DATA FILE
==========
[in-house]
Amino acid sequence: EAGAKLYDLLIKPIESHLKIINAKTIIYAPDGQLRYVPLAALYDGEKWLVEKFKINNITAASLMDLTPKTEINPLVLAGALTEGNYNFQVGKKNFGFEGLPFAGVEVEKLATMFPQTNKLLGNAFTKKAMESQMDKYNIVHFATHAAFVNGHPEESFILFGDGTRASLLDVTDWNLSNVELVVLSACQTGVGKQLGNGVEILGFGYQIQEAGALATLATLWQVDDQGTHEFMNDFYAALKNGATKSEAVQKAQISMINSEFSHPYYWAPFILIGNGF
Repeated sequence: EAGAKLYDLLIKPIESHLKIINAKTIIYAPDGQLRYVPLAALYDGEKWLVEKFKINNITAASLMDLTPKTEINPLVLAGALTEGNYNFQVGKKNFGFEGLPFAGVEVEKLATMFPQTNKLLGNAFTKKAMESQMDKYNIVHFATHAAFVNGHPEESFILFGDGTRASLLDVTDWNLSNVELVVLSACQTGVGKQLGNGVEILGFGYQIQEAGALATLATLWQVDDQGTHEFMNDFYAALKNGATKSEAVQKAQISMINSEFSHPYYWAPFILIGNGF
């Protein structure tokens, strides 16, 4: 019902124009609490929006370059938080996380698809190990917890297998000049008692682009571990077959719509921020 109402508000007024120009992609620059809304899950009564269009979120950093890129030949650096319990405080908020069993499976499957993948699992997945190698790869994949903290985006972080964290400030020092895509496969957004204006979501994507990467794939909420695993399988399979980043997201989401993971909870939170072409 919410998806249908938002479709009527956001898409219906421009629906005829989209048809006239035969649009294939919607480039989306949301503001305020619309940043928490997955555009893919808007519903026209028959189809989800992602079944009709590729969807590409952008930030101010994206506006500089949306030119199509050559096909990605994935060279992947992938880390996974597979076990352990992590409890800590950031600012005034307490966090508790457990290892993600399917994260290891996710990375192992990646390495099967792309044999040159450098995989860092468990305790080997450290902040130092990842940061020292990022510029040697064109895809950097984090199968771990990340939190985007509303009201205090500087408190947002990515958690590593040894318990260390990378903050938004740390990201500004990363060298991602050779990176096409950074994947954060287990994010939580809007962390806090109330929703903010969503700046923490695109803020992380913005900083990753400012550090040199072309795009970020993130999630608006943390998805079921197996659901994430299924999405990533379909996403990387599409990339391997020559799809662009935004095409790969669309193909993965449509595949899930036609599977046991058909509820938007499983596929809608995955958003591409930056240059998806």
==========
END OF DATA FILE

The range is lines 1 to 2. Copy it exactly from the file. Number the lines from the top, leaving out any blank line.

[in-house]
Amino acid sequence: EAGAKLYDLLIKPIESHLKIINAKTIIYAPDGQLRYVPLAALYDGEKWLVEKFKINNITAASLMDLTPKTEINPLVLAGALTEGNYNFQVGKKNFGFEGLPFAGVEVEKLATMFPQTNKLLGNAFTKKAMESQMDKYNIVHFATHAAFVNGHPEESFILFGDGTRASLLDVTDWNLSNVELVVLSACQTGVGKQLGNGVEILGFGYQIQEAGALATLATLWQVDDQGTHEFMNDFYAALKNGATKSEAVQKAQISMINSEFSHPYYWAPFILIGNGF